Phillips, Thomas (1635?-1693) (DNB00)
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Phillips, Thomas (1635?-1693)
|Phillips, Thomas (1708-1774)→|
PHILLIPS, THOMAS (1635?–1693), military engineer, is first mentioned in a letter from James, duke of York, appointing him in 1661 master-gunner of the ship Portsmouth. On 30 June 1672, after passing a satisfactory examination by the master-gunner of England, he was appointed by warrant one of the gunners of the Tower of London. In the following year he was sent as master-gunner to Sheerness. In 1679 and 1680 he was in the Channel Islands as a military engineer, busily engaged in making maps and plans of the bays and probable landing-places, and of the defences both existing and required. Many of these plans are now in the British Museum.
In the beginning of 1683 Phillips was similarly employed in the Isle of Wight, and in the summer he was sent to Tangiers under Major (afterwards Sir) Martin Beckman, with the expedition commanded by Lord Dartmouth, to demolish the defences and the Mole. Samuel Pepys accompanied this expedition, and refers to Phillips in his correspondence. Phillips returned to England in May 1684, having, in the previous March, been promoted to be his majesty's third engineer. In August, at Lord Dartmouth's request, he visited Portsmouth to examine the defence works in progress ‘against the coming of the king to that garrison,’ and to set in hand further fortifications proposed by Sir Bernard de Gomme [q. v.] and approved by the board. During the next year Phillips was in Ireland employed in making maps of the country and designs for defences.
On 23 Dec. 1685 Phillips was appointed by royal warrant to be his majesty's second engineer. During the remainder of the reign of James II, Phillips remained in London at the board of ordnance, but visited, as occasion required, Poole, Portsmouth, Chatham, and Sheerness, with the master-general or surveyor-general of the ordnance, to inspect and advise as to the defences. On 10 Dec. 1687 he was appointed captain of a company of miners. On 8 May 1689 a royal warrant of William and Mary renewed the appointments of Phillips as second engineer and captain of a company of miners; but in the summer he declined to join Schomberg in Ireland, and in December, on Schomberg's representations, he was dismissed from both offices. In 1690 he invented a new gun-carriage, with which all the guns of the ship Royal Sovereign were ordered to be supplied; and his services were in request at Portsmouth and also in Ireland, where he was present under the Earl of Marlborough as his engineer at the sieges of Cork and Kinsale, and was paid 100l. royal bounty by Lord Ranelagh [see Jones, Richard, first Earl of Ranelagh.]
On 8 May 1691 Phillips was reinstated as second engineer. A proposal made in the following month to send him to Newfoundland on special duty to secure the trade of English merchants against the depredation of the French was abandoned for the time on his advice. A letter of Phillips, describing the object of his proposed mission to Newfoundland, is printed in ‘Gent. Mag.’ for 1802 (pt. ii. p. 918).
Phillips was employed in the ordnance train in the summer expedition of the fleet against the coast of France in 1692, and again by royal warrant of 16 May 1693, as chief engineer in the train under Sir Martin Beckman, when he accompanied Captain John Benbow (1653–1702) [q. v.] in the Norwich to the rendezvous of the squadron in Guernsey road. The squadron, including a number of bomb-vessels, sailed on the morning of 16 Nov. 1693 for St. Malo, and anchored before the Quince Channel the same afternoon. It bombarded the place all night, and hauled out on the morning of the 17th, when Phillips, who was in charge of the ‘bombs,’ fired about seventy. The following day, the 18th, the firing was continued, and on the 19th a galliot called ‘Ye Infernal,’ filled with powder and carcases, was taken by Phillips himself to the foot of the wall and fired, Phillips escaping to his ship. The explosion was a terrible one, shaking the whole town like an earthquake, damaging hundreds of houses, and bringing down the sea-wall. Whether Phillips was hurt or became ill from anxiety or excitement is not known, but he died on board Benbow's ship on the return of the squadron to Guernsey roads on the evening of 22 Nov. 1693.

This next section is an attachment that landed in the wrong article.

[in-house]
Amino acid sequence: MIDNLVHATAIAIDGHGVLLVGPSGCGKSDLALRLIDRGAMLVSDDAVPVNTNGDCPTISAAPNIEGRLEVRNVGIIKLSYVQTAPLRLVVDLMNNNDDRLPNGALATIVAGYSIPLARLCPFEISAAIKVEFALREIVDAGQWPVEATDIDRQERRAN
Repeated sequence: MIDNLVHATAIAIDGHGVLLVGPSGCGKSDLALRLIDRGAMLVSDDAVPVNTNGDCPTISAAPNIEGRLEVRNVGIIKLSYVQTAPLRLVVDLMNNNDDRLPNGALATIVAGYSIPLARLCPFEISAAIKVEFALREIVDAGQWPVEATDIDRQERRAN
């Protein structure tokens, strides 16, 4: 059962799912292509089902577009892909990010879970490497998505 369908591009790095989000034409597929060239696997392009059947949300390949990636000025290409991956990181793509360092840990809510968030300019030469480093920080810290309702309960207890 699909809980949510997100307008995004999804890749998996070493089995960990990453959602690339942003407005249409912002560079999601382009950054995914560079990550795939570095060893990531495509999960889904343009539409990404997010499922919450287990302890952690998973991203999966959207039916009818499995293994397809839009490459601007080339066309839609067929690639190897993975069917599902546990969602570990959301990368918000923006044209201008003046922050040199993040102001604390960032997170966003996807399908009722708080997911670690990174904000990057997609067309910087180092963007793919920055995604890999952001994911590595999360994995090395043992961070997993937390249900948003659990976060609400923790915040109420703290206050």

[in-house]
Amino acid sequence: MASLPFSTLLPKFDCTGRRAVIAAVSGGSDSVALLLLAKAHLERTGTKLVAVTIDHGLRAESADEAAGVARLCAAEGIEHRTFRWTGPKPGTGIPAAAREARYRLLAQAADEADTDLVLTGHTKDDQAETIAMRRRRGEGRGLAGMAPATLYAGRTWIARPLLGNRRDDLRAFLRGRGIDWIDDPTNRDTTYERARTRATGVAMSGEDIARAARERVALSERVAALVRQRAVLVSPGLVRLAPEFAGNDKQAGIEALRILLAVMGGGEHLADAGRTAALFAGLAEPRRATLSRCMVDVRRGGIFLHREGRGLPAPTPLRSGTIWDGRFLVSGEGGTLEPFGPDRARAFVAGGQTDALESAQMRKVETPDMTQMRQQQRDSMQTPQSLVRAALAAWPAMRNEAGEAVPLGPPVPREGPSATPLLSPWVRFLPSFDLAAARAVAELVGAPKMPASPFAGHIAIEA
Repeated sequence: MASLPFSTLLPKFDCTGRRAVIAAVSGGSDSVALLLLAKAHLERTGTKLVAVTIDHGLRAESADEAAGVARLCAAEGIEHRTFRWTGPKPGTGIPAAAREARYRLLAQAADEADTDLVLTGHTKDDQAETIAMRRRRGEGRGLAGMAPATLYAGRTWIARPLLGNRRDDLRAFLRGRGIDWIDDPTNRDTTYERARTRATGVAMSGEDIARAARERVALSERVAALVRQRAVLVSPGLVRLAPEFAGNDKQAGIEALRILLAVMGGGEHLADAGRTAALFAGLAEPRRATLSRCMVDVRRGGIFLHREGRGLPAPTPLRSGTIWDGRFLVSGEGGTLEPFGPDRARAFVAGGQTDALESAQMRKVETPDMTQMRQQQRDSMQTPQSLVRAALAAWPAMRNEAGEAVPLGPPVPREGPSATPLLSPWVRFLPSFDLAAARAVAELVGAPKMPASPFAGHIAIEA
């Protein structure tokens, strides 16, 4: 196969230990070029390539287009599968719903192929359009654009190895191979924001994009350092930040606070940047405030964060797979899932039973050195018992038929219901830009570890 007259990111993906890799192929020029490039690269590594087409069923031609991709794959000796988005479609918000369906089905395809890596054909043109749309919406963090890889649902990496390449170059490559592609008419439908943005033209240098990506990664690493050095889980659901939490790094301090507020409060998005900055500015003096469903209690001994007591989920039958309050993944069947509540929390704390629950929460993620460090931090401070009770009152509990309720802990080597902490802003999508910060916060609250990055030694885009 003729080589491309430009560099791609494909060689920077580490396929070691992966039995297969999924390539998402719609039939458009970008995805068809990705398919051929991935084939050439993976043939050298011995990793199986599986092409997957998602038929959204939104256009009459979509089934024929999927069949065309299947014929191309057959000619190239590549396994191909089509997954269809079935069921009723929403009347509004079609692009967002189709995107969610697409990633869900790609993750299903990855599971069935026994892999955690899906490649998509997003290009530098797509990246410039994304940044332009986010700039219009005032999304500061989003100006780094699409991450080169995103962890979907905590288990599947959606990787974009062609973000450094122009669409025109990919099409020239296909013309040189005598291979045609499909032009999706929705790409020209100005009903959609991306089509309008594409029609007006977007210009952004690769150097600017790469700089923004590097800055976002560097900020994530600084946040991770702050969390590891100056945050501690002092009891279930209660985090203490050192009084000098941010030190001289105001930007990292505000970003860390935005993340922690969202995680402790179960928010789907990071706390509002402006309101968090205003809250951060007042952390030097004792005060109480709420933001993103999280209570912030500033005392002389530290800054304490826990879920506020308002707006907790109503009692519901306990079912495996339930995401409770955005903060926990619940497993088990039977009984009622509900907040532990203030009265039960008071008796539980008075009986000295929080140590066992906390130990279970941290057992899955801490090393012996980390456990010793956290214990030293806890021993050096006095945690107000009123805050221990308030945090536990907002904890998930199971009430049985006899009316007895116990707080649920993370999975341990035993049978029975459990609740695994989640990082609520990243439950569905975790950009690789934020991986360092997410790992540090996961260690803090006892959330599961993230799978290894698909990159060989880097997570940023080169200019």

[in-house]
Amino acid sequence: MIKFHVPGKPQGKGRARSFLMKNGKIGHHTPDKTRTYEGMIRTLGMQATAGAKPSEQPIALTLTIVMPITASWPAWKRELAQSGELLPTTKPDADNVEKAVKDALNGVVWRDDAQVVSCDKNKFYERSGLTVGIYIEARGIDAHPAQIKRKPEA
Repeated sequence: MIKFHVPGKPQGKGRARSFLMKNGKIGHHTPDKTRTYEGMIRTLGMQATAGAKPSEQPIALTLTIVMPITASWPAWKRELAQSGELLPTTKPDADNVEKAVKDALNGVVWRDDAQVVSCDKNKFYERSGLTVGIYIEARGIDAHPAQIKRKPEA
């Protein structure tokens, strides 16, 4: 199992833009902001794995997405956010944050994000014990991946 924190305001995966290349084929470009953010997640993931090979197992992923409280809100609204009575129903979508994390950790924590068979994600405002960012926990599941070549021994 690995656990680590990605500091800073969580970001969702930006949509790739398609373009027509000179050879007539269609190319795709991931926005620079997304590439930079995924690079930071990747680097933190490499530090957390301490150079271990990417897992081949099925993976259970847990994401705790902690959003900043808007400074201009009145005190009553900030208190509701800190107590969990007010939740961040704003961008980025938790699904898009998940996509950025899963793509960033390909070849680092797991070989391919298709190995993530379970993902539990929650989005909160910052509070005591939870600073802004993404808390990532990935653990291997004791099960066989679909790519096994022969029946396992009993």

He left a widow, Frances, and a family in indifferent circumstances, as his pay seems to have been in arrear; and the state papers contain a petition from her for 800l., part of it due for expenditure in works in Tangiers ten years before.
In the British Museum are plans or maps drawn by Phillips of Athlone, 1685; Belfast and the design for erecting a citadel upon the Strand, 1685; Culmore Fort; the bay and harbour of Dublin, 2 sheets, 1685; the fort of Duncannon; a prospect of the fort of Duncannon; the barony of Enishowen, co. Donegal; numerous charts, prospects, and plans of Guernsey, Jersey, Sark, and Herm, dated 1680 (mainly coloured); and a description of the several harbours, bays, landing-places, and castles of Guernsey, illustrated by coloured plans. Macaulay refers to Phillips's map of Belfast as ‘so exact that the houses may be counted’ (History, 1883, ii. 184n.)
[War Office Records; Royal Engineers' Records; State Papers; Cottonian MSS.; London Gazette; Charnock's Biogr. Navalis; Kennett's Complete History of England; Campbell's Lives of the British Admirals; Treasury Papers; Life, Tour, and Correspondence of Samuel Pepys, 2 vols. 1841; Porter's Hist. of the Corps of Royal Engineers.]